On the 3rd of June, the Gold Coast Catchment Association held it’s largest ever annual Catchment Crawl. 55 keen environmentalists of all different ages and levels of restoration experience packed themselves into two full buses and journeyed into Austinville Valley. The day was a part of Gold Coast Green Week run by Gecko and was a great example of how multiple environmental initiatives can come together and actually create landscape change within one catchment.
Austinville Valley is located past Mudgeeraba in the Gold Coast Hinterland. It has a flourishing Landcare group as well as intensive rainforest regeneration projects throughout the catchment aimed at saving the endangered sub-tropical lowland rainforest. This makes it an ideal location to demonstrate various endangered native species and examples of regeneration work in each of its many stages.
The tour stopped off at various locales across the upper catchment of Mudgeeraba Creek. Visitors were able to hear talks from Wal Mayr of the Gold Coast Catchment Association about the work of various council and volunteer groups and to gain an understanding of the history and uniqueness of Austinville Valley. Mike Boyd from Austinville Landcare showed the various sites their group has restored since its founding in 2005, focusing particularly on riparian restoration initiatives and the impact of Cyclone Debbie last month. Paul Donatui from Healthy Land and Water imparted some of his vast knowledge on how to spot and identify rainforest treasures hidden amongst the brush, such as the vibrant purple seeds of the endemic Gympie Gympie.
There was also a special demonstration from one of the local bush regeneration contractors, Isaac Wishart from Earthstone Restoration. Wishart demonstrated how best to prepare regeneration sites and eradicate weeds. Visitors were also lucky enough to see this rainforest guru in action as he spotted completely camouflaged orchards, reptiles and crystals nestled amongst the scrub. Plus we can’t forget the delicious bush damper hand-made by local Austinvillian Dean Markey – the only feedback being that there could have been more!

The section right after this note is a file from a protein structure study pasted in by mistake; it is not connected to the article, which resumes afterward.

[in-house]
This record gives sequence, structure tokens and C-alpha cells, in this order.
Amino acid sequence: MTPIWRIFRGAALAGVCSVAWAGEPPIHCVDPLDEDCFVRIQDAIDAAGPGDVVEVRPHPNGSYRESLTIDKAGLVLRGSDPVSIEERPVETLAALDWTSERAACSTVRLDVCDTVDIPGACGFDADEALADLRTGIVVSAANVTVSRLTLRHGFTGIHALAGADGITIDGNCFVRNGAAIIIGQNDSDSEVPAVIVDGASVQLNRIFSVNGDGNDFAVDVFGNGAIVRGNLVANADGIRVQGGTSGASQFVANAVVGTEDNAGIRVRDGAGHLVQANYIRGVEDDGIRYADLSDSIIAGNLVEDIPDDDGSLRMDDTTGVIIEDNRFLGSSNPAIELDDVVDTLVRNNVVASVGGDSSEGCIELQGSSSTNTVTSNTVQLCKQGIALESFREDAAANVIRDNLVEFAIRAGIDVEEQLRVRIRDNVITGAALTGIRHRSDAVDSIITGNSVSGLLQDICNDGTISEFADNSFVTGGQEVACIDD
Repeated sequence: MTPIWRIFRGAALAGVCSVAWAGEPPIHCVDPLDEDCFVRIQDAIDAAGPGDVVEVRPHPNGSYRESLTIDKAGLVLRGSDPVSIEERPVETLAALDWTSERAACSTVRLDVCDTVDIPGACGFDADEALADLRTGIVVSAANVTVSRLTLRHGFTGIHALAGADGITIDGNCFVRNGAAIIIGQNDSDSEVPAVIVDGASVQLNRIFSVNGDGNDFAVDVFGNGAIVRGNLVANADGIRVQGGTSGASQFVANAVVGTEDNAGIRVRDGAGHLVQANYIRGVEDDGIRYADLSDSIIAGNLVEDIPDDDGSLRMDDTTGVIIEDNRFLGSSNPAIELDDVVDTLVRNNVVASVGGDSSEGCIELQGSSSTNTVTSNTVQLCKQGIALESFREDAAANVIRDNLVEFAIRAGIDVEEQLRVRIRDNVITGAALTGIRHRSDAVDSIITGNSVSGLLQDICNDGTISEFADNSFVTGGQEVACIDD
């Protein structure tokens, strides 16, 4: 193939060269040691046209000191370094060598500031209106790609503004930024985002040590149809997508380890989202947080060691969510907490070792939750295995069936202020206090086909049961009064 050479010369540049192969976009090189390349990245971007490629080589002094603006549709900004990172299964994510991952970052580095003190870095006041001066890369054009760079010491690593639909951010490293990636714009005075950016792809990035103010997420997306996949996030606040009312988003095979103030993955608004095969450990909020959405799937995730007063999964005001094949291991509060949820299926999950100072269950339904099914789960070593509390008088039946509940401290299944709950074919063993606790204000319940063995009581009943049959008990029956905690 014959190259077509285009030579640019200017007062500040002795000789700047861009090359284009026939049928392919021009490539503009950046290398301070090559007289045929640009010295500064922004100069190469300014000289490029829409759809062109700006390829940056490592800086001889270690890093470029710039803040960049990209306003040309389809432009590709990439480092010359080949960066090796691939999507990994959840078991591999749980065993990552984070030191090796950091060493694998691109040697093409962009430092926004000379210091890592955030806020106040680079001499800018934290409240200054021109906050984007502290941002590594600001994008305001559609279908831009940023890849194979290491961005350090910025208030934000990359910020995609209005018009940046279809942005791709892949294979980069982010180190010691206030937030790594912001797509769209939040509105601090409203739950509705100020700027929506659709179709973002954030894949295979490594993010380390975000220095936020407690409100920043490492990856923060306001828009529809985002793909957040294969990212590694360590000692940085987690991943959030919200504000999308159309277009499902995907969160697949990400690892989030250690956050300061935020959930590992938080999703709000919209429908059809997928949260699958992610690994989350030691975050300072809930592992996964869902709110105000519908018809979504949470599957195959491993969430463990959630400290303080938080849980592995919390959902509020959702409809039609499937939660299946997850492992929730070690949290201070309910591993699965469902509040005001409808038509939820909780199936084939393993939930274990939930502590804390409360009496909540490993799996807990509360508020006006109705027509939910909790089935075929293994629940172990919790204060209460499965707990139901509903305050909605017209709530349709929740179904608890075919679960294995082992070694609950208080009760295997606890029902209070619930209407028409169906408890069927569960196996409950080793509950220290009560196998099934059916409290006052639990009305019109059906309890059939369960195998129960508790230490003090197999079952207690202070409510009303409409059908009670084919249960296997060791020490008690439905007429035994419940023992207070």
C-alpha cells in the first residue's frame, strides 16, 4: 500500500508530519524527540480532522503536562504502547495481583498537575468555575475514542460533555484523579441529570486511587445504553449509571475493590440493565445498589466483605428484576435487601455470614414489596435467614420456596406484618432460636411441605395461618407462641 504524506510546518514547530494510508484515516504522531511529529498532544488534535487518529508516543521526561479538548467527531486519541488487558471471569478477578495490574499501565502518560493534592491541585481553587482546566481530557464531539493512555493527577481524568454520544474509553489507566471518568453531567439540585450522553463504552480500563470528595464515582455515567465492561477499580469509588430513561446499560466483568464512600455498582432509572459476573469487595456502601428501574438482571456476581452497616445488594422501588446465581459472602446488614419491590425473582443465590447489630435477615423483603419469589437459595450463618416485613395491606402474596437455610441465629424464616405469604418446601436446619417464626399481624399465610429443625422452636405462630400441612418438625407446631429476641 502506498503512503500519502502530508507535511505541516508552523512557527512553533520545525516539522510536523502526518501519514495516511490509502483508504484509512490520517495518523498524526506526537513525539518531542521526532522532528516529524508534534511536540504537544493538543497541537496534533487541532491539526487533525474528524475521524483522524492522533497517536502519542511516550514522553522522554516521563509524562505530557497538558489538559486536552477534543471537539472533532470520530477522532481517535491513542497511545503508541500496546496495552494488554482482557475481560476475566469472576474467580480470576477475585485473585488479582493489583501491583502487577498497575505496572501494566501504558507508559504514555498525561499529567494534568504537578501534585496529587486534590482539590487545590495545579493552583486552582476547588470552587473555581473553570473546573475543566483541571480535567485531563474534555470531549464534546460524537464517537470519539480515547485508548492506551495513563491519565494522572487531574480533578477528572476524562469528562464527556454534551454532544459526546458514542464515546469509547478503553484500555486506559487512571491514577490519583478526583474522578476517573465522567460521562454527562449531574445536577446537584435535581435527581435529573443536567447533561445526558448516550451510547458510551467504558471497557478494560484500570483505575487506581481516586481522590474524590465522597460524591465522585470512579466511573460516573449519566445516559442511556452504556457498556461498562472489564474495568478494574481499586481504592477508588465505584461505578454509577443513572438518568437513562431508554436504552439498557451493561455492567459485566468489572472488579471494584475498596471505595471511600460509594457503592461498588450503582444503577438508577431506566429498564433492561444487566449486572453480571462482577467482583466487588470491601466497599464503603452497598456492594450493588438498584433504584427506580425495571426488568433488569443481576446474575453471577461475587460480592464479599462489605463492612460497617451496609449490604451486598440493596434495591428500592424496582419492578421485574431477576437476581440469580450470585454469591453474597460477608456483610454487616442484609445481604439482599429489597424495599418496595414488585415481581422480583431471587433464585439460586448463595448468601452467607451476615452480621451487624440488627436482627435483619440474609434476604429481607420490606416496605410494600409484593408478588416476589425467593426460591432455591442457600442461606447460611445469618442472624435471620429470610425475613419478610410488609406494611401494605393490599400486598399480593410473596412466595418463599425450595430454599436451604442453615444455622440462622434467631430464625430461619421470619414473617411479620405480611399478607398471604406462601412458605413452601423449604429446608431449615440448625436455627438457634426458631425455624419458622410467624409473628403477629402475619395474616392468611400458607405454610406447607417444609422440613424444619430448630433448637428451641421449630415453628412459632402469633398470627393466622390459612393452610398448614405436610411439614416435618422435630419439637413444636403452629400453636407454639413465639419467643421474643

The Catchment Crawl combined the work of a number of governmental, council and volunteer organisations and it is a perfect demonstration of what can be achieved through coordination. The Beaches to Bushland program run by Gold Coast City Council’s Natural Areas Management Unit (NAMU), together with Land for Wildlife private conservation, National Parks and Healthy Land and Water all helped to make this day possible. Local councillor Glenn Tozer partially funded the crawl, ensuring the transport, scrumptious lunch and organisation was as seamless as possible.
On top of learning to identify native and non-native plants and acquiring skills to take back to their own properties or environmental groups, visitors to the Gold Coast Catchment Crawl gained a sense of kinship and belonging.
The day proved that there are so many individuals and groups throughout the Gold Coast dedicated to restoring our beautiful and unique rainforest and preserving it well into the future. By creating connections and facilitating communication between these people and groups, it became clear to everyone that they are not alone in what my sometimes feel a lonesome endeavour. There is certainly plenty of hope, tonnes of support and hopefully next year a bit more damper!